including fruitflies (Chapman and Partridge, 1996), nematodes (Houthoofd et al., 2002), waterfleas, spiders and fish (Weindruch and Walford, 1988).In this review we will attempt to indicate how, with dietary alteration, not only can life-spanbe extended but also potentially, health-span,
the time of our lives in which we have adisease/pathology free disposition. We shall also investigate through which molecularmechanisms the benefits, on the whole organism, of dietary intake modification are derived.Variations of this basic dietary regime, now known as caloric restriction (CR), are the mosteffective way of extending the life-span of mammals without genetically altering them. Morerecently, another variation of CR, intermittent fasting (IF) or every other day feeding (EODF),has also been shown to extend life-span and have beneficial health effects. (Sohal andWeindruch, 1996; Goodrick et al., 1982; Ingram and Reynolds, 1987). Rodents maintained oncalorie-restricted diets are generally smaller and leaner and have less body fat and smallermajor organs than
fed animals (Weindruch and Sohal, 1997). They are generallymore active, which may relate to the need to search for food (Hart and Turturro, 1998; Martinet al., unpublished data), and the normal age-related decrease in physical activity is markedlyreduced in calorie-restricted animals (Means et al., 1993). However, these animals are morevulnerable to cold temperatures (Johnson et al., 1982), which is a major source of mortalityfor small mammals (Berry and Bronson, 1992). The amount by which life-span is extendedhas been shown to increase progressively as caloric intake is reduced, until the point of starvation. The time of onset of the dietary restriction (
pre- or post-pubertal) and theduration of the CR regime also determine the amount by which life-span is extended. Cruciallyboth CR and IF can diminish the severity of risk factors for diseases such as diabetes andcardiovascular disease in rodents (Anson et al., 2003; Wan et al., 2003). In many studies,implementation of the IF dietary regime results in an approximately 20–30% reduction incaloric intake over time. Maintenance of rats on this alternate day CR feeding regimen for 2–4 months results in resistance of hippocampal neurons to chemically induced degeneration(Bruce-Keller et al., 1999a,b). This reduced damage to hippocampal neurons is also correlatedwith a striking preservation of learning and memory in a water maze spatial learning task. Thusthese dietary regimes could have a significant benefit for debilitating and prevalentneurodegenerative disorders such as Alzheimer's, Huntington's and Parkinson's diseases.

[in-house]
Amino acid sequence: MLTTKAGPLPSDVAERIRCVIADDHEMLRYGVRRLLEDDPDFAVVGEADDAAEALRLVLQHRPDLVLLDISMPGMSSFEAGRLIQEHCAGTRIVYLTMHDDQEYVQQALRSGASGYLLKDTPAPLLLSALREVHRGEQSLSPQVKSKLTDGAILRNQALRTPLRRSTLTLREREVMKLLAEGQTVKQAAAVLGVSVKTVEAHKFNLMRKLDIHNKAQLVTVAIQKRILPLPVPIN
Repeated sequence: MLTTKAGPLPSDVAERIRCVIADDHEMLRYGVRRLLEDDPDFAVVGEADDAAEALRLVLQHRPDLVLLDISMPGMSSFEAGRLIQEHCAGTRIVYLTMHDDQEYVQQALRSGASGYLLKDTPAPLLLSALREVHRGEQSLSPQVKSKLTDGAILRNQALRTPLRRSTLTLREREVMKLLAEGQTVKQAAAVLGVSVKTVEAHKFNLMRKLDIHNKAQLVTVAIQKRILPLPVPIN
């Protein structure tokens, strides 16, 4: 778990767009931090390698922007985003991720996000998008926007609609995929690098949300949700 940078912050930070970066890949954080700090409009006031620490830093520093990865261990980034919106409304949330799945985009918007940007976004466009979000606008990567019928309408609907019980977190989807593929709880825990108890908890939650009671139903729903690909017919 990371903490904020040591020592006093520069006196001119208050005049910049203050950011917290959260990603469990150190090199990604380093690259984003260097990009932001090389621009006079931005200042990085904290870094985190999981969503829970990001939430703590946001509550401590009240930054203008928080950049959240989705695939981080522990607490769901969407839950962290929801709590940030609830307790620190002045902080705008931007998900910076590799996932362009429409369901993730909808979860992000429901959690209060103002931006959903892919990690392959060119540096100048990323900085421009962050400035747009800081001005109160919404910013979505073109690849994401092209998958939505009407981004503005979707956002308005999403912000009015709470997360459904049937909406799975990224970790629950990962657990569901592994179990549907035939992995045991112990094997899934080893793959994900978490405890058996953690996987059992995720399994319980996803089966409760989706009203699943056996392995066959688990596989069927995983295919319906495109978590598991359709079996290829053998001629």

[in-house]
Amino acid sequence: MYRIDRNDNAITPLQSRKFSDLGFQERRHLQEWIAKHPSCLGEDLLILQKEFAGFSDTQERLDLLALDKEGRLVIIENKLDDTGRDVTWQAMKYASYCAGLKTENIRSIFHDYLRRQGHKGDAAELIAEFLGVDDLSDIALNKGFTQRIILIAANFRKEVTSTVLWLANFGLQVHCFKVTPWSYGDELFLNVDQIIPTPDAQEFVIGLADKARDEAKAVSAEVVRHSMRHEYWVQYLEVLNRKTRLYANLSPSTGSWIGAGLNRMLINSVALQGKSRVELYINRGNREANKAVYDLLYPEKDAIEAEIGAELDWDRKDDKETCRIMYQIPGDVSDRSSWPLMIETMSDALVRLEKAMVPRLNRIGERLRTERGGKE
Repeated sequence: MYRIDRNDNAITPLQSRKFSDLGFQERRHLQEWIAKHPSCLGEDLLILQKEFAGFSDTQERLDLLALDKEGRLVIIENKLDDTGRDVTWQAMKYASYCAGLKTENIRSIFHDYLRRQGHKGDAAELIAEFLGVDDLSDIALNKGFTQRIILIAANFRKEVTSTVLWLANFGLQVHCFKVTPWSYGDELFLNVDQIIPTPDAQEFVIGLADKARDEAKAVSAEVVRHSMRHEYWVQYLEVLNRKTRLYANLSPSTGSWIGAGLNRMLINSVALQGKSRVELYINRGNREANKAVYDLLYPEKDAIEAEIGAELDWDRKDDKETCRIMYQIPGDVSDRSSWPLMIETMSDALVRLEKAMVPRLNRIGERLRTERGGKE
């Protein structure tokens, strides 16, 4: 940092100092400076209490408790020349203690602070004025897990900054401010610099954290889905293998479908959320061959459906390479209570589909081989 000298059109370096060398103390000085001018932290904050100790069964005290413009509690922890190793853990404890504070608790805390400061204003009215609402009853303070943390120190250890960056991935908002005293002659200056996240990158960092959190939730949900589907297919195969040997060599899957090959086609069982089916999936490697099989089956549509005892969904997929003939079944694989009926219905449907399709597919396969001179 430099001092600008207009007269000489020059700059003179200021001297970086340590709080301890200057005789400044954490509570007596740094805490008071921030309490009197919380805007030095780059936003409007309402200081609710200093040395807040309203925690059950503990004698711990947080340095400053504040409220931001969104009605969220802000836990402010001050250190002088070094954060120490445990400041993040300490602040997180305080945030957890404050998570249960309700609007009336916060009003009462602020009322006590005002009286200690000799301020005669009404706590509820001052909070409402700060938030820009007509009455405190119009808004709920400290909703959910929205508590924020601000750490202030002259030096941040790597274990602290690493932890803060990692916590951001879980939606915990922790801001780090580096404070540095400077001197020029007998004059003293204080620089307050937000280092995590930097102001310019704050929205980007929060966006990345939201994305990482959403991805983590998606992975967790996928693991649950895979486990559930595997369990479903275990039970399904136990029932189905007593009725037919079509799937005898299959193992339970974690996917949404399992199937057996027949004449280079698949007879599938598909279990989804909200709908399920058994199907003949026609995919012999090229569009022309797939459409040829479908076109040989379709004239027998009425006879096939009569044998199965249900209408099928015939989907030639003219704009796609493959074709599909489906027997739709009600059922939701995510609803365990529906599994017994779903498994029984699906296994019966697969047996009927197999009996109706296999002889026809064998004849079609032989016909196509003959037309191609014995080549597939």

4. Molecular mechanisms of neuroprotection by CR and IF
Data from the animal studies described in this review show that neurons in the brains of ratsand mice maintained on CR or IF regimens exhibit increased resistance to oxidative, metabolicand excitotoxic insults. The critical question to ask with respect to these studies is, what arethe underlying molecular mechanisms that account for the protection against this myriad of potent cellular insults? Investigators have addressed this important question by measuringnumerous proteins and lipids that are known to play a role in protecting neurons against manydifferent insults. We shall discuss and demonstrate what a complex physiological response toCR/IF occurs in the organism and how this may eventually translate to healthy aging.
4.1. Stress responses
From nature we know that the acquisition of available food forms one of the most profoundbehavior sets and thus removal of adequate food sources acts as a great driving force forengrained behavior and causes a certain degree of psychological and physiological stress inthe organism. This paradigm, as with so many aspects of biology, extends even to thefundamental physiological and cellular processes within the organism. To exemplify this,several different stress proteins have been measured in the brains from rats maintained on either
or CR diets for 3 months. Examples of such stress proteins include heat-shock proteins and glucose-regulated proteins. These molecular chaperone proteins interact withmany different proteins in cells and function to ensure their proper folding, on the one hand,
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